Whereas in previous recessions, companies that suspended 401(k) matches always brought them back, this time around, consultants to defined contribution plans tell the Associated Press, companies are thinking about doing away with the matches forever or reducing them drastically from the typical 50 cents match for the first 6% an employee puts in.
That said, some companies are looking at tying matches to profits, giving them the flexibility of making no contributions in bad years, or possibly using the money for other benefits, such as healthcare.
It’s easy to understand why large companies would consider eliminating the matches, consultants say. On an individual basis, it may not seem like much; a worker earning $50,000 a year who contributes 6% a year typically receives a $1,500 boost from their employer. For a firm 15,000 employees strong, those matches can amount to $25 million a year.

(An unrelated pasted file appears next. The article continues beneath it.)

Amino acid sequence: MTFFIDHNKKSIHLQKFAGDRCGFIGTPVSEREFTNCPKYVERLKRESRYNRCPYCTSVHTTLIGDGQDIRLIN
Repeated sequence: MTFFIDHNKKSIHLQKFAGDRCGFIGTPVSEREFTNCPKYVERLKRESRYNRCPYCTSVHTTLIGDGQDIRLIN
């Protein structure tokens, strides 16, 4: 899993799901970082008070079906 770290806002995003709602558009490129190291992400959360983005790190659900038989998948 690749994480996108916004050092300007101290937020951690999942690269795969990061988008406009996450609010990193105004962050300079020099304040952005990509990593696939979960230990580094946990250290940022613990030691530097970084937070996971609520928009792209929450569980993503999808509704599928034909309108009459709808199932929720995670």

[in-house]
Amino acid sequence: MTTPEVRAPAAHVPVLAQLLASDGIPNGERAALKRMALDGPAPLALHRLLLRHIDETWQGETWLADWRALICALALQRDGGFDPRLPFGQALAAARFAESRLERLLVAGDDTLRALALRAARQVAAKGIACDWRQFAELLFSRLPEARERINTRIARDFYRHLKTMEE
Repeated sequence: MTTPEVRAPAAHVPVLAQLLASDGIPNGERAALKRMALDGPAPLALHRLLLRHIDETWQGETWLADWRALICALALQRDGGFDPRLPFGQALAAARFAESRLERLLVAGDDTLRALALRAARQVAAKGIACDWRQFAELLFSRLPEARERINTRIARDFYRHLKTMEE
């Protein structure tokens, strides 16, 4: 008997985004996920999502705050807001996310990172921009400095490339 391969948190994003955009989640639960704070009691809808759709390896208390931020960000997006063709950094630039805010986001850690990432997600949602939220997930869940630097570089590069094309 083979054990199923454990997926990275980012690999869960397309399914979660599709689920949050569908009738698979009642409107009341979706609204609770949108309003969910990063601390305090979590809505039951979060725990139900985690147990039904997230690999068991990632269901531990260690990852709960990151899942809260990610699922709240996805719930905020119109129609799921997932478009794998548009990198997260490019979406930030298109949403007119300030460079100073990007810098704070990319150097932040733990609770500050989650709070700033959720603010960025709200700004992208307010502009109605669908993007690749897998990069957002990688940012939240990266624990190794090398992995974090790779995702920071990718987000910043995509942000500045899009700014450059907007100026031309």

Fearing mandatory healthcare legislation in Washington, coupled with rising costs, many employers are afraid “about what the rules will be and what’s the cost,” said Mark Ritter, an executive director at Grant Thornton. “The thought is, ‘We may have to rob Peter to pay Paul, and depending on how the healthcare initiative impacts our company, we might have to get the money from the 401(k) match.’”
Employers “realize that the floor can fall out from under them now, and they want to stay loose,” Ritter continued.
Ginny Olsen, a principal with Towers Perrin, agreed: “We have a number of conversations going on at this point. There is a high level of employer interest in making sure they’re spending money for benefits most effectively.”